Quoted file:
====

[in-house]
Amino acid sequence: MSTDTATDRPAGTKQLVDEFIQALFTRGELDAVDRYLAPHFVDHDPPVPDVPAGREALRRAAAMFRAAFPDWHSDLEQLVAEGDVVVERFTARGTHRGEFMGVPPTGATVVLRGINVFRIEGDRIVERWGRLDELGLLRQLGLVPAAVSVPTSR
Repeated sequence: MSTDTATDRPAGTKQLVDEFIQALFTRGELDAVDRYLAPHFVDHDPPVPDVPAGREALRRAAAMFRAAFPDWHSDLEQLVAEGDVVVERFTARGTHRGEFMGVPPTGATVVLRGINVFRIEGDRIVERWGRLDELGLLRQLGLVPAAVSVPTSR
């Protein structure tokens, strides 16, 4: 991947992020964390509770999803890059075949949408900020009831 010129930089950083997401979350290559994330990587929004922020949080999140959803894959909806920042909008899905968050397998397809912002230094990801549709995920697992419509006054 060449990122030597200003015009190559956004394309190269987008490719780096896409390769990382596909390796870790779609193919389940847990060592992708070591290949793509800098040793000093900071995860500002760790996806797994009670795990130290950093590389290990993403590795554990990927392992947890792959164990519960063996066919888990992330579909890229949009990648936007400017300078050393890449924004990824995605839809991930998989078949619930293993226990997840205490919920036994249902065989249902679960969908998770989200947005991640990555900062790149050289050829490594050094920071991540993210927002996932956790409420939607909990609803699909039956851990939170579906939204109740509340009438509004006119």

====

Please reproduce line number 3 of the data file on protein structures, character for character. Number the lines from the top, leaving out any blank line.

Repeated sequence: MSTDTATDRPAGTKQLVDEFIQALFTRGELDAVDRYLAPHFVDHDPPVPDVPAGREALRRAAAMFRAAFPDWHSDLEQLVAEGDVVVERFTARGTHRGEFMGVPPTGATVVLRGINVFRIEGDRIVERWGRLDELGLLRQLGLVPAAVSVPTSR